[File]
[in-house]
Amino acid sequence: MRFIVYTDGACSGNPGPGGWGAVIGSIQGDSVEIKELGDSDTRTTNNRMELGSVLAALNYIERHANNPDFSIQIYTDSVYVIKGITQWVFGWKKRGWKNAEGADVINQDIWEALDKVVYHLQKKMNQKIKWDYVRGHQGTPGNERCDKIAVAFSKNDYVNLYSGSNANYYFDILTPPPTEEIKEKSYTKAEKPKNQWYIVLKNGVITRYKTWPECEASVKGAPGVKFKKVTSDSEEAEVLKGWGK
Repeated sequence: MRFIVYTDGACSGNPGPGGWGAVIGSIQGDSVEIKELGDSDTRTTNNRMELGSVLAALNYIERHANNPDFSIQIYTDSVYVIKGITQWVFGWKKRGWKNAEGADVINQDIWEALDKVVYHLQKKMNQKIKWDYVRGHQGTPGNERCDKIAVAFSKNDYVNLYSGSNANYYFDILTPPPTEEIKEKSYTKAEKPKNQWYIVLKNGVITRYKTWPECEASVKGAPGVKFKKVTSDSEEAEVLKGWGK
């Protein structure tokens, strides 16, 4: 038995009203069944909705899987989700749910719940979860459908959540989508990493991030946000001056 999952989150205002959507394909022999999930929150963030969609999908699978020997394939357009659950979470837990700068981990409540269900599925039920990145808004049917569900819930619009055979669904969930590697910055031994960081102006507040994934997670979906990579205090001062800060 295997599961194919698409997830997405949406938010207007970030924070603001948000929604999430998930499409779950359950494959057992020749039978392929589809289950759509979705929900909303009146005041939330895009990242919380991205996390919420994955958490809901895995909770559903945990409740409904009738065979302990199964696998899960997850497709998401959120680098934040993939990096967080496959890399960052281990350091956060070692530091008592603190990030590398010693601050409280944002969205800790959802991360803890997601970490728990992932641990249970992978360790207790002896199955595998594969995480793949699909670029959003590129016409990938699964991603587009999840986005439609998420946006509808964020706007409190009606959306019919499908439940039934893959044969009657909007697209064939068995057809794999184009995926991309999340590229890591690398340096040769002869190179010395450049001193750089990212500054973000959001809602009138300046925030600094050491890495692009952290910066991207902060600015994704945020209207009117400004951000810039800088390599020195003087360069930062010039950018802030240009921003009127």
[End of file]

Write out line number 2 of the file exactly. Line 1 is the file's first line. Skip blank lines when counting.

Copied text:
Amino acid sequence: MRFIVYTDGACSGNPGPGGWGAVIGSIQGDSVEIKELGDSDTRTTNNRMELGSVLAALNYIERHANNPDFSIQIYTDSVYVIKGITQWVFGWKKRGWKNAEGADVINQDIWEALDKVVYHLQKKMNQKIKWDYVRGHQGTPGNERCDKIAVAFSKNDYVNLYSGSNANYYFDILTPPPTEEIKEKSYTKAEKPKNQWYIVLKNGVITRYKTWPECEASVKGAPGVKFKKVTSDSEEAEVLKGWGK